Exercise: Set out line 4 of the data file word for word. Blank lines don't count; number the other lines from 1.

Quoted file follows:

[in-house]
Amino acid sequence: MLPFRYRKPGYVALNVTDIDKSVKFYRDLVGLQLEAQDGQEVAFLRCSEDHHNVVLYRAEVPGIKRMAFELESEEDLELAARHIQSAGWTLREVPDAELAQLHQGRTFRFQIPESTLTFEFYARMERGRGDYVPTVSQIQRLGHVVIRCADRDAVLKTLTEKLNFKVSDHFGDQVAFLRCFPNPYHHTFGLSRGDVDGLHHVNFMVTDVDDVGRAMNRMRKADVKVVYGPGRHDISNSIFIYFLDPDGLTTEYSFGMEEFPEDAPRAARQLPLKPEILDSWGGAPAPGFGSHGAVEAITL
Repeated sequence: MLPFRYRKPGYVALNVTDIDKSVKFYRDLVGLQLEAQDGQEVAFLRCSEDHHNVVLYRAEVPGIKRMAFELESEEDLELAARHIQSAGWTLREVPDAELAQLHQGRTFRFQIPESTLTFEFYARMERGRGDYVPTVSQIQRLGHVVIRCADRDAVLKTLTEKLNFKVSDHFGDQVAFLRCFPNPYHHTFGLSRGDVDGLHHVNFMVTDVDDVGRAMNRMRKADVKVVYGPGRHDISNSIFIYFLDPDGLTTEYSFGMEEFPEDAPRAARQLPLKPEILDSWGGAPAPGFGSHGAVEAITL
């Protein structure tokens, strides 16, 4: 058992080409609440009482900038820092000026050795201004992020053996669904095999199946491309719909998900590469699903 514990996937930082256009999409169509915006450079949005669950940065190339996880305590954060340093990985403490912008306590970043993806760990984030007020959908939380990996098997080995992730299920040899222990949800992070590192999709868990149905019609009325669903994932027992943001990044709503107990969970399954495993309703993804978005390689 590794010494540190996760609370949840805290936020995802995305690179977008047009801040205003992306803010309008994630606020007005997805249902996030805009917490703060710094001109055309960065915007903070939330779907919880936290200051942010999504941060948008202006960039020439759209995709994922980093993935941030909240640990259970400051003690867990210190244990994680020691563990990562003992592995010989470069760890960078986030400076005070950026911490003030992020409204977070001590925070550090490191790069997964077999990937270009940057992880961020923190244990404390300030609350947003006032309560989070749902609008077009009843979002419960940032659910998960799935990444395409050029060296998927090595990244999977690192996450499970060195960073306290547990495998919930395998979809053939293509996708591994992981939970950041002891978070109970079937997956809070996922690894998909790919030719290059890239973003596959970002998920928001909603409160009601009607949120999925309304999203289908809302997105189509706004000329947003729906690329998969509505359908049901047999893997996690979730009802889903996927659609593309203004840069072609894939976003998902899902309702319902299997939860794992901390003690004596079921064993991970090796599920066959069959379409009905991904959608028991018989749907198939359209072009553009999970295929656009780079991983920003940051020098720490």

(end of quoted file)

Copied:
């Protein structure tokens, strides 16, 4: 058992080409609440009482900038820092000026050795201004992020053996669904095999199946491309719909998900590469699903 514990996937930082256009999409169509915006450079949005669950940065190339996880305590954060340093990985403490912008306590970043993806760990984030007020959908939380990996098997080995992730299920040899222990949800992070590192999709868990149905019609009325669903994932027992943001990044709503107990969970399954495993309703993804978005390689 590794010494540190996760609370949840805290936020995802995305690179977008047009801040205003992306803010309008994630606020007005997805249902996030805009917490703060710094001109055309960065915007903070939330779907919880936290200051942010999504941060948008202006960039020439759209995709994922980093993935941030909240640990259970400051003690867990210190244990994680020691563990990562003992592995010989470069760890960078986030400076005070950026911490003030992020409204977070001590925070550090490191790069997964077999990937270009940057992880961020923190244990404390300030609350947003006032309560989070749902609008077009009843979002419960940032659910998960799935990444395409050029060296998927090595990244999977690192996450499970060195960073306290547990495998919930395998979809053939293509996708591994992981939970950041002891978070109970079937997956809070996922690894998909790919030719290059890239973003596959970002998920928001909603409160009601009607949120999925309304999203289908809302997105189509706004000329947003729906690329998969509505359908049901047999893997996690979730009802889903996927659609593309203004840069072609894939976003998902899902309702319902299997939860794992901390003690004596079921064993991970090796599920066959069959379409009905991904959608028991018989749907198939359209072009553009999970295929656009780079991983920003940051020098720490």